Lastly, one can look at the accident history and the lawsuit history of the owning company to dig up other potential issues. At the least, these may give an attorney insight as to other common problems that the company has faced, and could identify potential legal issues that may have not yet occurred to the handling attorney.
Another important focal point for evidence is going to relate to the truck driver. Especially when pursuing a negligence claim, the Plaintiff’s attorney will look for as much evidence as possible to show that perhaps the driver was not following all trucking regulations by the book. This can take many forms: was the driver using a phone or other electronic device? Did the driver take an appropriate amount of breaks and sufficiently rest? Was the driver under the influence of drugs or alcohol? All of these are closely regulated by federal government guidelines. An attorney can answer these questions by looking at the driver’s phone records, pick-up and delivery records, delivery manifests, fuel receipts, weigh tickets, driver credit card receipts, and expense sheets, among other things. The driver’s log also contains important information about exactly where and when the driver stopped, and for how long, which is especially important to review to ensure that the driver was well-rested and not fatigued.
Additionally, it is crucial to look at safety information for the driver? Did they regularly attend safety training? Had they been involved in previous wrecks? Was a background check run as part of the hiring procedure? Did they have any relevant medical issues? Had the driver been written up for any company violations or worker’s compensation issues? This information can often be gathered from the employer, and can be quite extensive. The Plaintiff’s attorney will also want to look at all correspondence between the company and the driver to root out any possible employment issues.
Looking at the truck itself can lead an attorney to one of the most important pieces of information: ownership. Finding out the owner of the truck will lead to finding out who is insuring the truck, and could possibly reveal new Defendants. You can start here by looking at and researching the license plates for both the truck and the trailer, in addition to the registration and titles.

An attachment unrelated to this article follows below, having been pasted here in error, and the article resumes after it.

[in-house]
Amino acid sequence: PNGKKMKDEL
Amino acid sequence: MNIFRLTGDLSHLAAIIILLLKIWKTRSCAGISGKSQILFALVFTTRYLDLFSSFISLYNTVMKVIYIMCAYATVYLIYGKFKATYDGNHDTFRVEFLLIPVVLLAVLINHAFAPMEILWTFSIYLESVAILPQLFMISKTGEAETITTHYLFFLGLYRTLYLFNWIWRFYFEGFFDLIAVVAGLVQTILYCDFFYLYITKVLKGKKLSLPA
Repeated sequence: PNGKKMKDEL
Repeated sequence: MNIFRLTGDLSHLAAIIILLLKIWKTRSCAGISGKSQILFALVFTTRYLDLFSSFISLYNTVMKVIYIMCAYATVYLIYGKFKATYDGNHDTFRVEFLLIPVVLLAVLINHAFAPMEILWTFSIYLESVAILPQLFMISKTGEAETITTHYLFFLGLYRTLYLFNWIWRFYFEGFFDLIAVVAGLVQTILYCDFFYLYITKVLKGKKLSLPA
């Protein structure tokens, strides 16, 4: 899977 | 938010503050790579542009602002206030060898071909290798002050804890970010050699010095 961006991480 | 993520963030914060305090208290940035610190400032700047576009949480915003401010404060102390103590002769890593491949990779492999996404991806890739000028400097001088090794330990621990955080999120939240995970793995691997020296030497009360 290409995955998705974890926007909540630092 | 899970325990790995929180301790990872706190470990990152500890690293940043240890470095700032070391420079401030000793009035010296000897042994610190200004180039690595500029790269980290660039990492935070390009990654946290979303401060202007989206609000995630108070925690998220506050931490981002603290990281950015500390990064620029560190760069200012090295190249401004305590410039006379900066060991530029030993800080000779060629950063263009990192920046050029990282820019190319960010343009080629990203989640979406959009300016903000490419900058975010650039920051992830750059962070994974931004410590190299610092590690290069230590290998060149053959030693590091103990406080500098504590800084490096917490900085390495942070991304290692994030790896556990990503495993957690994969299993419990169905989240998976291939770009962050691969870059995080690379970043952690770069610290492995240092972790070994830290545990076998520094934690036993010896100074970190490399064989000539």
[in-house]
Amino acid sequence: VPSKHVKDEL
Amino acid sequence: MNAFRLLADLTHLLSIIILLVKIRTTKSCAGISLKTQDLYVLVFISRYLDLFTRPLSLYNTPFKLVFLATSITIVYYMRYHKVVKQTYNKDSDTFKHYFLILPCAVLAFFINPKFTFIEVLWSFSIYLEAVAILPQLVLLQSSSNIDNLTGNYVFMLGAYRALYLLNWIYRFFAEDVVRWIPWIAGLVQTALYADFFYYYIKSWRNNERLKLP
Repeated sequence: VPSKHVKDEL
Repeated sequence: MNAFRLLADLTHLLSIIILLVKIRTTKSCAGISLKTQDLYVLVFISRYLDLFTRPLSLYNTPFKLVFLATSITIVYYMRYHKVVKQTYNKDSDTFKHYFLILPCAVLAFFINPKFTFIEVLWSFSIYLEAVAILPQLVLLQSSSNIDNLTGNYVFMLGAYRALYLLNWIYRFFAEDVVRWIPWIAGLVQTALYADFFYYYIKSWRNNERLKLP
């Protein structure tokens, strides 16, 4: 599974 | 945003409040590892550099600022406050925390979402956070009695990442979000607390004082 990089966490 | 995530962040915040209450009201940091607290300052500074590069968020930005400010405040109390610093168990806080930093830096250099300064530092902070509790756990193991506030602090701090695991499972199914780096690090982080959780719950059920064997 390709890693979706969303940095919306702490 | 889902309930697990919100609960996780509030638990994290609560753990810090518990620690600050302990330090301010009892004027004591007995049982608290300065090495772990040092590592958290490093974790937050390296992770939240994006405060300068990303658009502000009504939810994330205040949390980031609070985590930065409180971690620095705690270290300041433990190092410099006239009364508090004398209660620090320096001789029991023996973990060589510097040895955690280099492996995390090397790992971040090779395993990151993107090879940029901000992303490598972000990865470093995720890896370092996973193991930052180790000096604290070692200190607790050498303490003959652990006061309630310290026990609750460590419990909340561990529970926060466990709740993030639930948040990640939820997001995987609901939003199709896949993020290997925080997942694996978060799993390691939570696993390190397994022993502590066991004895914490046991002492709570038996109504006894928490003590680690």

Also key is to gather information on the history of the truck and trailer to review maintenance and repair history. If a truck was not properly maintained and repairs were not properly addressed, it becomes easier to argue that the truck’s owner company was negligent in its business practices. Annual inspection reports, pre-trip inspection reports, repair invoices, and reports of the vehicle’s repair history are also commonly maintained by the owning companies. All of these will also give you pertinent information on the truck’s condition, and the owner’s business practices as it relates to proper vehicle upkeep.
Statistics for Commercial Moving Vehicle Accidents
- 27 fatal crashes – 31 fatalities
- 68 incapacitating crashes – 81 incapacitating injuries
- 3,598 total crashes involving CMVs
- 23 fatal crashes – 26 fatalities
- 78 incapacitating crashes – 98 incapacitating injuries
- 3,180 total crashes involving CMVs
- 18 fatal crashes – 21 fatalities
- 67 incapacitating crashes – 95 incapacitating injuries
- 2,971 total crashes involving CMVs
- 15 fatal crashes – 15 fatalities
- 66 incapacitating crashes – 74 incapacitating injuries
- 2,797 total crashes involving CMVs
- 21 fatal crashes – 22 fatalities
- 58 incapacitating crashes – 66 incapacitating injuries
- 2,616 total crashes involving CMVs
- 12 fatal crashes – 16 fatalities
- 57 incapacitating crashes – 75 incapacitating injuries
- 2,054 total crashes involving CMVs
- 16 fatal crashes – 16 fatalities
- 55 incapacitating crashes – 66 incapacitating injuries
- 1,967 total crashes involving CMVs
- 9 fatal crashes – 11 fatalities
- 53 incapacitating crashes – 67 incapacitating injuries
- 1,985 total crashes involving CMVs
- 14 fatal crashes – 15 fatalities
- 63 incapacitating crashes – 85 incapacitating injuries
- 1,787 total crashes involving CMVs
- 13 fatal crashes – 14 fatalities
- 47 incapacitating crashes – 55 incapacitating injuries
- 1,683 total crashes involving CMVs
- 13 fatal crashes – 15 fatalities
- 29 incapacitating crashes – 36 incapacitating injuries
- 630 total crashes involving CMVs